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Where safety comes last

Strict measures to be taken and existing laws implemented...

Where safety comes last

Two crewmen of a rescue team from Choa Saidan Shah are assessing the level of gases in a coalmine in Dalwal village. They are carrying different equipment to gauge the available oxygen levels some 1000 metres deep in a cave. These crewmen are part of the seven-member team in the area which has many coalmines, employing hundreds of workers.

The rescuers share their experiences, saying they have to go through difficult situations in rescuing trapped workers most of the time. The problems mainly include vehicles in poor condition, limited manpower and equipment of low quality.

The department of Inspectorate of Mines is responsible not only to provide equipment, conveyance, and training to crewmen but also to ensure safety and regulation of mines, including health and welfare of mine workers under the provisions of the Mines Act, 1923.

Mines Labour Welfare Organisation, union of mine workers, is directly responsible for safety and health assurance of mine workers. Both Inspectorate of Mines and Mines Labour Welfare Organisation are wings of Mines & Minerals Department but with different functions.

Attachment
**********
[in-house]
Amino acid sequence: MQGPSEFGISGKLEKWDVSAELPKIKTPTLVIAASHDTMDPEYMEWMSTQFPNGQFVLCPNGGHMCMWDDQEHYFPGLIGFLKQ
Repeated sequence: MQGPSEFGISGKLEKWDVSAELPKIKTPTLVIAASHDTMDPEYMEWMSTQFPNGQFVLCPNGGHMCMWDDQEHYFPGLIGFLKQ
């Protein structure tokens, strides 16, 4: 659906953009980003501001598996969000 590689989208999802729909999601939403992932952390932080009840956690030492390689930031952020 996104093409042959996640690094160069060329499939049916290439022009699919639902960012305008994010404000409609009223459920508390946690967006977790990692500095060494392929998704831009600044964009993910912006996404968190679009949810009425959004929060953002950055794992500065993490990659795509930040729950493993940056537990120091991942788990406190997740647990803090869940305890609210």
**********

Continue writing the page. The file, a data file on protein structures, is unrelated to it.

The Mines Labour Welfare Organisation is responsible for the provision of healthcare, education, housing and other welfare facilities for mine workers and their families through collection of excise duty under the Labour Welfare Act, 1967.

Chapter 5 of the Mines Act, 1923 is about safety and health provisions. Section 18 of the chapter stresses that at each mine the concerned authority must ensure quick supply of ambulances, stretchers, bandages and other medical requirements as may be prescribed. Besides, section 18-A applies on owners or contractors. It states that workers shall be provided first-aid rooms with equipment and medical or nursing staff.

Chaudhry Naseem, President Pakistan Workers Federation, Punjab Chapter, expresses discontentment on the implementation of laws. “Even though the present laws are not updated but, unfortunately, even these laws are not implemented.”

Section 20 of the chapter describes the types of accidents and causes, injuries or fatalities. The section elaborates how to inspect the mine after any serious accident and conduct an inquiry.

“Both the government departments and owners of the mines are equally responsible for not taking safety and health measures to make coalmines a safer place for workers,” says Naseem. “Penalties for safety violations are ridiculous. The maximum penalty for not ensuring safety of the workers under section 39 and 40 of the Mines Act 1923 is Rs4000 and minimum is Rs5. One year’s imprisonment is also part of the penalty but we never heard anyone was ever punished with such a sentence.”

Recommendations have been submitted several times to different provincial and federal governments to introduce amendments in the current law of safety and health of mine workers.

Secretary General Mines and Gypsum Quarries Union, Pind Dadan Khan, Yousaf Naz, believes the main reason behind non-implementation of safety laws is the owners’ influence over government officials. “The concerned department does not want the window of corruption to be closed forever,” he says talking to TNS.